A recent Harris Poll shows that reading to children has more benefits than simply getting them excited about reading on their own. Parent-child reading times are also a great facilitator of family relationships:
“Adults who say their parents read to them every day when they were young are especially likely to report very strong relationships with their parents (‘strongly agree’ that they have/had strong relationships with their parents), and this reported bond decreases as the frequency of childhood story times goes down:
- 74% among those whose parents read to them every day,
- 64% among those who were read to at least weekly,
- 52% among those read to less than once a week, and
- 33% of those who don’t recall their parents reading to them.”
The poll also found that adults whose parents regularly read to them as a child were more likely to have six-figure incomes, and hold not only a college degree, but also an advanced degree.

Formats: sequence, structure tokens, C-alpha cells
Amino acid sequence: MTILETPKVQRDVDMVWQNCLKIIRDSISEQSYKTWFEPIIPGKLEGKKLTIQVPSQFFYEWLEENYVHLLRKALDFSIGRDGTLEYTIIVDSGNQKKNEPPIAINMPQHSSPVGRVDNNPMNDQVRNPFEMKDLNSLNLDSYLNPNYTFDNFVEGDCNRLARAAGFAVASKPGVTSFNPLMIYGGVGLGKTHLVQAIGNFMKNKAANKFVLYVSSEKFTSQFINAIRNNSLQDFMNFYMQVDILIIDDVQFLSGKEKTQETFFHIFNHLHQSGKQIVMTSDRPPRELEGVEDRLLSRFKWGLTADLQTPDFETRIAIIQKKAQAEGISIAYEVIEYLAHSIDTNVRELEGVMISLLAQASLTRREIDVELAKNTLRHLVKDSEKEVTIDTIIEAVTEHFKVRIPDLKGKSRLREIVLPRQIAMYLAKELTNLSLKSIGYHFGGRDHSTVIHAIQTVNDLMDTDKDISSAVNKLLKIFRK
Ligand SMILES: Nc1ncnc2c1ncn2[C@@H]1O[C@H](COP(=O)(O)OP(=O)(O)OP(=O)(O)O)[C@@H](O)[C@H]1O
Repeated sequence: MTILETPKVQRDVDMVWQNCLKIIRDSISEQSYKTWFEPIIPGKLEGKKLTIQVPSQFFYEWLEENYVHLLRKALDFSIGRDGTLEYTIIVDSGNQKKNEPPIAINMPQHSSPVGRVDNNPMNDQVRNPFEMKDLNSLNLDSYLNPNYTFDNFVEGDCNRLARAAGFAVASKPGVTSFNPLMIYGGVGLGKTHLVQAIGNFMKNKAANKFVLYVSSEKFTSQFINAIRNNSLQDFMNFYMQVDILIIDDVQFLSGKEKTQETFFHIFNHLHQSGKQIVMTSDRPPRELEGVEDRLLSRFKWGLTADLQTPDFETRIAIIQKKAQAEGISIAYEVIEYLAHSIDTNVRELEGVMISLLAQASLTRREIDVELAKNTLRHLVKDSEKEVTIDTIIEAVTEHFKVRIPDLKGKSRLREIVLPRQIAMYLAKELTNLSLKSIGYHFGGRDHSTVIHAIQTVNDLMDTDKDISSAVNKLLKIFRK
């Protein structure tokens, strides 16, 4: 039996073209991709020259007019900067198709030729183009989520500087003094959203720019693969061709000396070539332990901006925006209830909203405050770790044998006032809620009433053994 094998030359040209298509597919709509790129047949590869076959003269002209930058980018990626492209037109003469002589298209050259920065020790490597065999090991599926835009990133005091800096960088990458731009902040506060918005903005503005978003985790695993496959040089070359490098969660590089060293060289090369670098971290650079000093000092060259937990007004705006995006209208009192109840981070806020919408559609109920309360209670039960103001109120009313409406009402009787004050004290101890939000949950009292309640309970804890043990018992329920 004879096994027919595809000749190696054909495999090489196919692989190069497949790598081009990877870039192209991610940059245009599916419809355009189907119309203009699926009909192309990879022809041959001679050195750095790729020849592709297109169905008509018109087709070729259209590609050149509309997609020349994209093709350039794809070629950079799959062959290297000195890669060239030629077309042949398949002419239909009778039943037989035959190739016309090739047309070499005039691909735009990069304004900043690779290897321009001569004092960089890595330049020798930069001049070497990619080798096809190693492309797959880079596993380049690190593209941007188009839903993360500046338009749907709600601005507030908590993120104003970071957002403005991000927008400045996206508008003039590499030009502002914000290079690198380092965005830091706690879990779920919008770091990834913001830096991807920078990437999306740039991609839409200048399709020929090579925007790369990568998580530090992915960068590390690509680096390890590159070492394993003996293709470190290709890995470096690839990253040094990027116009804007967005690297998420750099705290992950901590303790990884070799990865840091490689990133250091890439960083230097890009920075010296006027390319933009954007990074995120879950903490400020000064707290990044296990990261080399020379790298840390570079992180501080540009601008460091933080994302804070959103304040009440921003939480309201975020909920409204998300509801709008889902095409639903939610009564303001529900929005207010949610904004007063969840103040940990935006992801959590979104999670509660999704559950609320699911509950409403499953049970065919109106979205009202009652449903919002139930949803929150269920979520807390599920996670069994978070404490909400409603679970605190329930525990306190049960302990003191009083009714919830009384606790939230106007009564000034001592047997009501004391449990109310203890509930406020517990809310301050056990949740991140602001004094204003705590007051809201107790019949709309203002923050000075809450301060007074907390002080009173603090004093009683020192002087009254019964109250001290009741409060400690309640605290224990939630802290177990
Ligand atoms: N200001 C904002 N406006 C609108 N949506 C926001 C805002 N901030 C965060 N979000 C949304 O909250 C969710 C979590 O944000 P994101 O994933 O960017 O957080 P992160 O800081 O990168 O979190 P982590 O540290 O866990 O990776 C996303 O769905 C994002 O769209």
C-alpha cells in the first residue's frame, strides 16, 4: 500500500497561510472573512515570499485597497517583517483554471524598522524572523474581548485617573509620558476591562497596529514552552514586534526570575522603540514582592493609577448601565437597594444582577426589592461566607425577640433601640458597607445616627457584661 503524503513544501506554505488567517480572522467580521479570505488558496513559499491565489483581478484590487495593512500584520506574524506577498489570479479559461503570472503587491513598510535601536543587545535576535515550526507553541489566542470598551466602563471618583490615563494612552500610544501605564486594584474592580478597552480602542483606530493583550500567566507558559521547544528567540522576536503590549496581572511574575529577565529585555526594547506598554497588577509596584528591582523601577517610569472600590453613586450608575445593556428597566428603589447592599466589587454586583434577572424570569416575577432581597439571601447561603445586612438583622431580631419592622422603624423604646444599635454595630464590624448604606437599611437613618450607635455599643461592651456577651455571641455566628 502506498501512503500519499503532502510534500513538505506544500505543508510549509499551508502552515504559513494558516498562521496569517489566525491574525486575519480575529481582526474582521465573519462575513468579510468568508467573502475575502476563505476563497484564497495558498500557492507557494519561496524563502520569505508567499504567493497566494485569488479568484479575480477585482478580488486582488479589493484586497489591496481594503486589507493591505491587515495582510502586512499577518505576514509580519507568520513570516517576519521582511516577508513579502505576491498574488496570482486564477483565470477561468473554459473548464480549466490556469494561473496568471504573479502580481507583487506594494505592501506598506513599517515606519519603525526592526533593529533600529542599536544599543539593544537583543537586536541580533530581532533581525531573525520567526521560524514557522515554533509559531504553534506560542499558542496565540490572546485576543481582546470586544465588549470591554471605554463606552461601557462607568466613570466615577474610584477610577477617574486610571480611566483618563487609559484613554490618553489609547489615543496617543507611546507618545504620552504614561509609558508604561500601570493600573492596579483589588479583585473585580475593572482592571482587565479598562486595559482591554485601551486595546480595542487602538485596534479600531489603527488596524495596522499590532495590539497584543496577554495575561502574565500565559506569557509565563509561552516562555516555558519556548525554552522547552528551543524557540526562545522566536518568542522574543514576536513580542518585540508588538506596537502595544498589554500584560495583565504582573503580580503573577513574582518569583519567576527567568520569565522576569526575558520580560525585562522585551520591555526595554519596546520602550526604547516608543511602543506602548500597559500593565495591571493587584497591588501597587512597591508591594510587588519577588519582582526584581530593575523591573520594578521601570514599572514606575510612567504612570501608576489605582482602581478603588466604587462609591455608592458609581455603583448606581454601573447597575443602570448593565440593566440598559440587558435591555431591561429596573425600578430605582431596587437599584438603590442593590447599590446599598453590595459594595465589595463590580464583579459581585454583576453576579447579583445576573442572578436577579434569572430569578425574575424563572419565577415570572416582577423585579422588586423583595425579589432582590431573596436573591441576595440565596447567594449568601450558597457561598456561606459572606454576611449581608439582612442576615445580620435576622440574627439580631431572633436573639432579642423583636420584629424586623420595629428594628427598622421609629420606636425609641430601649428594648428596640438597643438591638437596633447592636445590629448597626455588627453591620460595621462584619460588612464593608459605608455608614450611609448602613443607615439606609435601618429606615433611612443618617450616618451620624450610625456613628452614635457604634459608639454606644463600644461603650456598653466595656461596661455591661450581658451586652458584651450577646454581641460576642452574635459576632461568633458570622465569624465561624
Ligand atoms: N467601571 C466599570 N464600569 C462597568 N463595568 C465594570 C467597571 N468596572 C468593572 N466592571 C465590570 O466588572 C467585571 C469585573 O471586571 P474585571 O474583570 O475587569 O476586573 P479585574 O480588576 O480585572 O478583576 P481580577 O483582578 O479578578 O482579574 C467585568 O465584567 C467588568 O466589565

I know from experience that at the end of a busy day, it’s far easier to plop the family in front of a movie or the internet and vegetate. But if we’re honest with ourselves, it doesn’t take all that much more energy for a family to vegetate in front of a story book. And if the adults surveyed on the Harris Poll are any indication, the relational, mental, and financial benefits of family story time will far outweigh the small amount of exertion a read-aloud session may bring to a parent.
Annie Holmquist is editor of Intellectual Takeout, an online magazine and sister publication of Chronicles.